Swords where not THAT expensive/exclusive in scandinavia; Quite a lot of places produce iron; smelting from marshes where quite common, most decent size farms had their own smithy for making nails, hoseshoes, and so on.
Quite a lot of swords could be made by local smiths. Remember that the second most common kind of norwegian viking sword is the Type M, wich is extremely simple.


Later on, even muskets where made locally; the schnaphause lock was simple enough to manefacture in a village forge.

This is also a reason why some odd weapons appear; Most of them are home made, and someone might just have goten a bright idea. Not every anticent weapon is a masterpiece.

"this [fight] looks curious, almost like a game. See, they are looking around them before they fall, to find a dry spot to fall on, or they are falling on their shields. Can you see blood on their cloths and weapons? No. This must be trickery."
-Reidar Sendeman, from King Sverre's Saga, 1201
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Patrik Erik Lars Lindblom




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PostPosted: Mon 02 Jan, 2006 10:26 am    Post subject:         Reply with quote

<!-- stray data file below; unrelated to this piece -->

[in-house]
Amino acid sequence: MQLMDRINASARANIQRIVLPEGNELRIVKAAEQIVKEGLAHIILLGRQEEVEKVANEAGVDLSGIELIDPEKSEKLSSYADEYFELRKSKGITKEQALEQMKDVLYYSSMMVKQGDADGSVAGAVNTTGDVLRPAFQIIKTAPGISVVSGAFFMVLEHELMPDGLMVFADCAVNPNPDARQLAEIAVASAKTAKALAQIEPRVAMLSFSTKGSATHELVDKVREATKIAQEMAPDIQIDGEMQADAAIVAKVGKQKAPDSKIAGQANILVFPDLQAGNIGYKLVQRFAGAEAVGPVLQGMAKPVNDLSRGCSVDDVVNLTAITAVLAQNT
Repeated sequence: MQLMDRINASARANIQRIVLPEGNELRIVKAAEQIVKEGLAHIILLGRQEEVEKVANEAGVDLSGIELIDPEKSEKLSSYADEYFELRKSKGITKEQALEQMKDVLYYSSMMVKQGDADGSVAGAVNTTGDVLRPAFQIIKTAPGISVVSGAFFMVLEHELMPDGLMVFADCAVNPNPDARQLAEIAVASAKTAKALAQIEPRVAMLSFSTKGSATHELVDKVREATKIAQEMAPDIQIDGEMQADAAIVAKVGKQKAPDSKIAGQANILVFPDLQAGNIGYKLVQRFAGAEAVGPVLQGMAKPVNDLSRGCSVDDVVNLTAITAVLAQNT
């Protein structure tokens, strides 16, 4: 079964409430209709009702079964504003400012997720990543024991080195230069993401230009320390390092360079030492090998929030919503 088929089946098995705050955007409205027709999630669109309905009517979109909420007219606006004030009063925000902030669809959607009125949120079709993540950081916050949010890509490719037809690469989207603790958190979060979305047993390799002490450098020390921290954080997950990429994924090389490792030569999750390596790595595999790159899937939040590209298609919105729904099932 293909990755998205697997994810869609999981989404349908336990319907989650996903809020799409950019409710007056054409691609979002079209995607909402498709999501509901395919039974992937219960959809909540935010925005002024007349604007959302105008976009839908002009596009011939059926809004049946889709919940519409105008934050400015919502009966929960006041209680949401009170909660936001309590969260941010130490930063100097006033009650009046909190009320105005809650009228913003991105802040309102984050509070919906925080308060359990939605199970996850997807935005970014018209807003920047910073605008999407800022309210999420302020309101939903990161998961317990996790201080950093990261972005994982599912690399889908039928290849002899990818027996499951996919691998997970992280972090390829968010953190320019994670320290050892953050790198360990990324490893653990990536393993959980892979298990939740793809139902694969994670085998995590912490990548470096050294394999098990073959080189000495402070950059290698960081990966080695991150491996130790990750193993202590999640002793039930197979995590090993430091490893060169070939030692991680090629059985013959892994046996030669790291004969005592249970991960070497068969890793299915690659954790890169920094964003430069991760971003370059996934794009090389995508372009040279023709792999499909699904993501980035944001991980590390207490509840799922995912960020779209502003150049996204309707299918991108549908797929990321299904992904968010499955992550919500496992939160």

Great work guy's Big Grin
sometime can shit happen when the parts are loose, like this one, Dybäck sword Razz
I have that book "Follow the Vikings" if you guy's want to have a bigger scan of it "Grobina viking sword" Happy


Dybäck sword wrong assembled, upper guard are wrong way


this is how it should look like

Frid o Fröjd!
Patrik


Last edited by Patrik Erik Lars Lindblom on Wed 04 Jan, 2006 8:18 pm; edited 2 times in total
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Patrick Fitzmartin





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PostPosted: Mon 02 Jan, 2006 3:44 pm    Post subject:         Reply with quote

Elling Polden wrote:
Swords where not THAT expensive/exclusive in scandinavia; Quite a lot of places produce iron; smelting from marshes where quite common, most decent size farms had their own smithy for making nails, hoseshoes, and so on.
Quite a lot of swords could be made by local smiths. Remember that the second most common kind of norwegian viking sword is the Type M, wich is extremely simple.


Later on, even muskets where made locally; the schnaphause lock was simple enough to manefacture in a village forge.

This is also a reason why some odd weapons appear; Most of them are home made, and someone might just have goten a bright idea. Not every anticent weapon is a masterpiece.

Greetings Elling Polden, I have read the same thing in "Swords of the Viking Age" that the type M is second after the type H I think. I really love the simplistic design but hardly see that many of them pictured. Thank you for the pic. I have a bare DT Viking blade wanting a hilt in my garage "shop" and the type M may be just the thing for my "amateur" abilities. Eek! Sincerely, Patrick Fitzmartin